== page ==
The currency of leadership is communication. In many organizations, there is a poverty of communication, with leaders infrequently transmitting information while also conveying too little meaning.
No one thing makes for effective leadership. The attributes and characteristics are too many and too diverse, and you cannot contain them in a singular idea. Effective leadership requires relentless communication.
Effective communication provides a sense of certainty to the people you lead. Your team wants to know where you are leading them and why you have made the decisions you are asking them to execute.
A lack of communication can cause people to feel a sense of uncertainty. When you make significant decisions (and even some relatively insignificant decisions), some people will fear that something is wrong. They worry that things are going to change for them. In the disruptive age in which you operate now, the remedy for uncertainty and worry is more communication.
Effective communication requires you to provide the context for the decision. Why did you decide to take the course of action you believe necessary, and what future result you are going to ask your team to help you deliver?
When people believe they make a difference, they perform better. Leaders whose leadership style is to communicate their recognition and gratitude for their team’s contributions improve their team’s performance by making ever person feel valued.
The people in your charge want to know that the work they do is positive and that it makes a difference in the world. Most want to believe in their company’s mission and vision, the primary obstacle being their leader’s failure to communicate it frequently enough, if they ever mention it. As a leader, modeling the communication about your mission and vision is how you inspire your teams.
There is another type of significance that is equally important. Your teams—and the individuals who comprise them—want to know that they are doing good work, contributing something positive and that their work is appreciated. More—and more frequent—communication increases significance.
Developing Collective Beliefs
By itself, communicating what is good and right and true helps to establish a positive culture. Maintaining it requires constant vigilance and firm action in line with your values. Talking about why you believe what you believe provides other people with an idea of your values.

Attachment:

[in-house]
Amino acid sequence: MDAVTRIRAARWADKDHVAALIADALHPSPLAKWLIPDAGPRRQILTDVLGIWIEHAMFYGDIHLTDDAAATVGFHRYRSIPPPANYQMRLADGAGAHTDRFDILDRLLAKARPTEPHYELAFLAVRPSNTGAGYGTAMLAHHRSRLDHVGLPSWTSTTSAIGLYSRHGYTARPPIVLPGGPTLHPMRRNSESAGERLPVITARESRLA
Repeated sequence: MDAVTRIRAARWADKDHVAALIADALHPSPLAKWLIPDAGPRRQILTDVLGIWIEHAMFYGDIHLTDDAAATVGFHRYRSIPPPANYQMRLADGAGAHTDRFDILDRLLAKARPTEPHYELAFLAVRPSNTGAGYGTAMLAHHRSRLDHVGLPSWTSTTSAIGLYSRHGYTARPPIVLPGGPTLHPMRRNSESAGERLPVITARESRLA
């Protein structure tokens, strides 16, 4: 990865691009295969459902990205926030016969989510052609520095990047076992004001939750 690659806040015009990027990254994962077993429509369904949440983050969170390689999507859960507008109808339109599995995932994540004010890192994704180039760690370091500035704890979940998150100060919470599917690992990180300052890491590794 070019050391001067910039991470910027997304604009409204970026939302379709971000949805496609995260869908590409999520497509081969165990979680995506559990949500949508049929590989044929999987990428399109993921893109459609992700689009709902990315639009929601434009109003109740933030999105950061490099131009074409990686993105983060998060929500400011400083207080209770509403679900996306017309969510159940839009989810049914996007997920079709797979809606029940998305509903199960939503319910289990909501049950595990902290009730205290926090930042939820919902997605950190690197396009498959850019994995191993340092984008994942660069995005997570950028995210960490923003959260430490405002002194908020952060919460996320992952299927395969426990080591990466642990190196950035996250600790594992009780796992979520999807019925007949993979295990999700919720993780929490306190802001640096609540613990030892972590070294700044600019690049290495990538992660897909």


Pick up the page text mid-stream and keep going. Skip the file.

Once a great leader shared with me that he felt that he was over-communicating the things he needed his team to believe. He asked if I thought he needed to change his message, to freshen it up.
My advice was not to change anything. He needed to reinforce it at every opportunity that he was converting the uncovered. To maintain communication, he swapped out data and stories and stayed on point.
You are better off believing you are under-communicating the things that matter most than worrying about over-communicating. If you want your teams to share your beliefs and act on them, you must never stop communicating these things.
If there is a leadership challenge that destroys results faster than most other problems, a lack of alignment is somewhere near the top of that list. Creating alignment is driven by communication.
Imagine a crew rowing in a specific direction with one person using their paddle to turn them in a way that moves them off course. The lack of alignment will pull them in the wrong direction, no matter how fast that paddle and no matter how hard they work. The person with the paddle has to align their efforts with the rest of their team—and quickly.
Alignment is difficult to create. People have different ideas, different opinions, conflicting priorities, and resource constraints that create conflicts. Those conflicts show up as issues that require a resolution. Like all other leadership challenges, more communication, broadly and individually, is what is necessary to create alignment.
Outcomes and Execution
You must never stop talking about the outcomes you need if you hope to create a culture of accountability. Communicating what you expect of your team members requires constant communication, and it’s part of what makes you an effective leader.
Accountability starts with sharing what you expect of people. It is only maintained when the results are measured and communicated. Everyone loves to deliver good results; few want to report poor results. It falls to the leader to communicate both, especially if they would create a culture of accountability.
Results, or outcomes, are the result of execution, the variable in the results leaders produce. Making the outcomes known and sharing the results—including any gaps—is the starting point for the conversations about improvements.
Better results start with better—and relentless—communication. Good leaders believe every interaction is an opportunity to share what they want their people to know, believe, and produce.